The Myth and Matters of Erie's First 'Strong' Mayor
Review: Cory Vaillancourt, Lou Tullio: A Real Erie Guy
You don't need to spend much time in Erie before you're confronted with Lou Tullio. Not the man himself, of course, but his enduring legacy. Remnants of his success abound, from the recently renovated Erie Insurance Arena that previously bore his name to the annual "Celebrate Erie" festival, which he founded as "We Love Erie Days" to distract Erieites from the fact that their city had forgotten to celebrate the nation's bicentennial in 1976. His failures, like the Transitway Mall on State Street, have all but been erased. As we remember him 25 years after his death, there are still politicos in this town who owe their positions to his patronage, for better and for worse.
Tullio's story is a great American tale. The son of immigrants, he attended the College of the Holy Cross in Worchester, Mass. on an athletic scholarship, started a family there, and went to war on behalf of his parent's adopted nation. He returned to his beloved Erie in 1947 and embarked on a lifelong path to power.
"He's one of the most heavily mythologized public figures in this town, if not the most heavily mythologized figure," says Cory Vaillancourt, author of Lou Tullio: A Real Erie Guy.
Part of that mythology are the oft-speculated improprieties – ranging from financial misdeeds to mafia connections – which Vaillancourt says are unprovable and most likely untrue, based on the research he conducted for what amounts to an accessible and, at times, heartwarming portrait of Erie's first "strong" mayor.
Tullio was the first mayor who wasn't a member of Erie's city council. That body controlled Erie by virtue of the councilmanic form of government in which five council members – one of which was the mayor – each oversaw one of five city departments. Tullio came to power because of the untimely death of his political rival, Michael Cannavino. The people's choice in the Democratic primary of 1965, Cannavino died just days before the general election, leaving the party to call on Tullio to lead the city's new political structure … for the next 23 years.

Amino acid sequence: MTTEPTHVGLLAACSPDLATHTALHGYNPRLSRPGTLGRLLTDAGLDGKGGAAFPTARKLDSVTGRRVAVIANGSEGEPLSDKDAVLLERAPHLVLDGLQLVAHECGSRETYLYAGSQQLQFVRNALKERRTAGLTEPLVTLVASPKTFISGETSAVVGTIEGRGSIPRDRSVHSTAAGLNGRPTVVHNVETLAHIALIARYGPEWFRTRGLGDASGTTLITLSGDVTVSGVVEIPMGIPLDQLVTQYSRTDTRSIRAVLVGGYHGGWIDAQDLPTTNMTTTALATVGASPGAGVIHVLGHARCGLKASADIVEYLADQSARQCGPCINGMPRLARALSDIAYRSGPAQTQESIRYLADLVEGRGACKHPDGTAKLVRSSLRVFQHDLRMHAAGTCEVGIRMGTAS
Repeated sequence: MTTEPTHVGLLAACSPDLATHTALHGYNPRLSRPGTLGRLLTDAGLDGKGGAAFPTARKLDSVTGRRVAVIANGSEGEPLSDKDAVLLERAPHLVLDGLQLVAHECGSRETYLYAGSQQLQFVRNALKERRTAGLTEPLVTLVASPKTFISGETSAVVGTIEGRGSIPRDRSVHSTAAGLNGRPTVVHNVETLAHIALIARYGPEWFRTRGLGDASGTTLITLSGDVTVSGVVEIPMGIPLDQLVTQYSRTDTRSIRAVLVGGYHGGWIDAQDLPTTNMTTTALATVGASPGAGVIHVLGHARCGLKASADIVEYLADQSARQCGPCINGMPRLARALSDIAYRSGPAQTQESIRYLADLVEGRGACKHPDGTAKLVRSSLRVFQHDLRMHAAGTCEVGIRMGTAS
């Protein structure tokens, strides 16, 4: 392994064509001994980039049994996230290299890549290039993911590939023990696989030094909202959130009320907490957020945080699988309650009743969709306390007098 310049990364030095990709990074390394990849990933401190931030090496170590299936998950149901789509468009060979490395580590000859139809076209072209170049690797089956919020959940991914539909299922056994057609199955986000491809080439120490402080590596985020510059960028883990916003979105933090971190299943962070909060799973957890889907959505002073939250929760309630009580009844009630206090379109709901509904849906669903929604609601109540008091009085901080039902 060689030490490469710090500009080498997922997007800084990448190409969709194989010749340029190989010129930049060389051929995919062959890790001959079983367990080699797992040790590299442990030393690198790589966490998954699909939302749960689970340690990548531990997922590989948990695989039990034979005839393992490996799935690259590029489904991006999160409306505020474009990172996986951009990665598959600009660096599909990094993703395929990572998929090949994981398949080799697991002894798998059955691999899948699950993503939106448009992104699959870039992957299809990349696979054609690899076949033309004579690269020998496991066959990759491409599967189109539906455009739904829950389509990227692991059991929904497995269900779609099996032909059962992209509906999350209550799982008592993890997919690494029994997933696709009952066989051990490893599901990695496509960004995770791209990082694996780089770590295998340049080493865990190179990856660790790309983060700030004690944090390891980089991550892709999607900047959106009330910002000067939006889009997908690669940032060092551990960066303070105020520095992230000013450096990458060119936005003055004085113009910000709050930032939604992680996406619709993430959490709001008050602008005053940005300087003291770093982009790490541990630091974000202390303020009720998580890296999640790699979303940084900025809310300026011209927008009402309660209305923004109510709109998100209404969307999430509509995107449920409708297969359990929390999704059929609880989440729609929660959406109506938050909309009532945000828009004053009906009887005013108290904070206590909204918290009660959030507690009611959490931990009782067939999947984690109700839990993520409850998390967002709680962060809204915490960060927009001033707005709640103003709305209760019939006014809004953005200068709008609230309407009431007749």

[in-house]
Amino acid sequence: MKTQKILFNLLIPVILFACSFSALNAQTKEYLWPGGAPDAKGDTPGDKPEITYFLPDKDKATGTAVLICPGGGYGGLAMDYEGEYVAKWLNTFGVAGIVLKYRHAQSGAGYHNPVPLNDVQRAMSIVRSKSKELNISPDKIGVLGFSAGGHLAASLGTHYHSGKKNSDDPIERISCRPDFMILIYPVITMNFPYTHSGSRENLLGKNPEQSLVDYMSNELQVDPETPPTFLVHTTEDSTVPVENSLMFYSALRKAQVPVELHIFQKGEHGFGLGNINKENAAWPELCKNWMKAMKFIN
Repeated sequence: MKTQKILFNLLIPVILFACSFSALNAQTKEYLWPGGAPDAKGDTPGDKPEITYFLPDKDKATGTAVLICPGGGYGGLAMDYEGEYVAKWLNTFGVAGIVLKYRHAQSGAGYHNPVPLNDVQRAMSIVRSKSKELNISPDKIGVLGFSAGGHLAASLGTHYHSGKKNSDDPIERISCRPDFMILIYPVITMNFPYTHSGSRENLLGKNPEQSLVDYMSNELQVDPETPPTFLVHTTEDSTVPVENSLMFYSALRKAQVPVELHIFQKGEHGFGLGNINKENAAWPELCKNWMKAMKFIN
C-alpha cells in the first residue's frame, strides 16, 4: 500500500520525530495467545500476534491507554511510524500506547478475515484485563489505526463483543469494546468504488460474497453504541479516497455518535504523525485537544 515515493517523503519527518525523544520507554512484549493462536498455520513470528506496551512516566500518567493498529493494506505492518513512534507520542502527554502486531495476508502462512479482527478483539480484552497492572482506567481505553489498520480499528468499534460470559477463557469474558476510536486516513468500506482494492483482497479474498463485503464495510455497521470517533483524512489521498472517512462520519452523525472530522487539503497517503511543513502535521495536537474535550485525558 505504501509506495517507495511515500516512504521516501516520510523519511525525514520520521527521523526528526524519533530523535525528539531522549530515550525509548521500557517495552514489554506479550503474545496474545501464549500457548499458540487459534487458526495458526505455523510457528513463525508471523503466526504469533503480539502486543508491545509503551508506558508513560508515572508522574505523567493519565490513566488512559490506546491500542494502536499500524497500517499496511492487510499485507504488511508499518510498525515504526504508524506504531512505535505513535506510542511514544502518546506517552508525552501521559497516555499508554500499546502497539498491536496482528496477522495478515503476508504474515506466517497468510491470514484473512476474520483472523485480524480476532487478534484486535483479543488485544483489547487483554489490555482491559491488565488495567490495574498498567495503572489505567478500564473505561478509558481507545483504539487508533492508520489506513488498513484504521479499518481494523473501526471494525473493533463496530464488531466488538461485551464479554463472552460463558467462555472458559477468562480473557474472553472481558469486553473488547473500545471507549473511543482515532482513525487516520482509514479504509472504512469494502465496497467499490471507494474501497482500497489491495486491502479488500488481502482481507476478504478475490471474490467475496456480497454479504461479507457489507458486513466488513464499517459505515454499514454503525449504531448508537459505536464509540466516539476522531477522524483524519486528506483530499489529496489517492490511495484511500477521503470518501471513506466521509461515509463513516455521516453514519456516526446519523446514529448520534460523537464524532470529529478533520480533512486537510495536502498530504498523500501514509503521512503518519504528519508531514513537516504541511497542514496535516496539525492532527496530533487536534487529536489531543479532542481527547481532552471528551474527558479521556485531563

During that time, Tullio amassed his share of opposition. The business community fought him on the Transitway Mall, a covered two lane section of State Street intended to offset the loss of downtown business to what is now the Millcreek Mall. City councilmen like Pat Cappabianca, Bob Brabender, and Bernard Harkins, all Democrats, teachers, and Catholics from Erie's 6th Ward, fought Tullio on the sale of the water department, among other initiatives. And let us not forget the political witch hunt that led to an IRS audit of Tullio's finances.
What stands out from Vaillancourt's narrative are the striking similarities in Erie's contemporary political landscape. Innovative ideas are often traded for tradition and safety. Democrats from Erie's 6th Ward continue to reign supreme in council chambers, holding the keys to success or trump cards of failure for the person who sits on the fifth floor of City Hall. And cross-party rivalries become matters of the court when a "strong" mayor flexes his muscle.
Vaillancourt artfully details these stories and more in this comprehensive analysis of the Tullio era and its place in the annals of Erie history. But precisely because this work examines the man, place, and time in an empirical way rather than within the aforementioned mythologies of Lou Tullio, readers will likely view the book through the lens of their preconceived notions about Tullio and his unmatched tenure as mayor.
No doubt, the mythos of Lou Tullio is greater than his 8,713 days in office. More enduring than the accomplishments of his administration is the mythology of the man and his modus operandi. His time in office was marked most prominently by the bridges built between the mayor's office and council chambers. He didn't begin his political career as the man people wanted, but he became the mayor most of Erie didn't want to live without. As the city approaches its next mayoral election, that is a story worth reading.
Jim Wertz can be reached at jWertz@ErieReader.com, and you can follow him on Twitter @jim_wertz.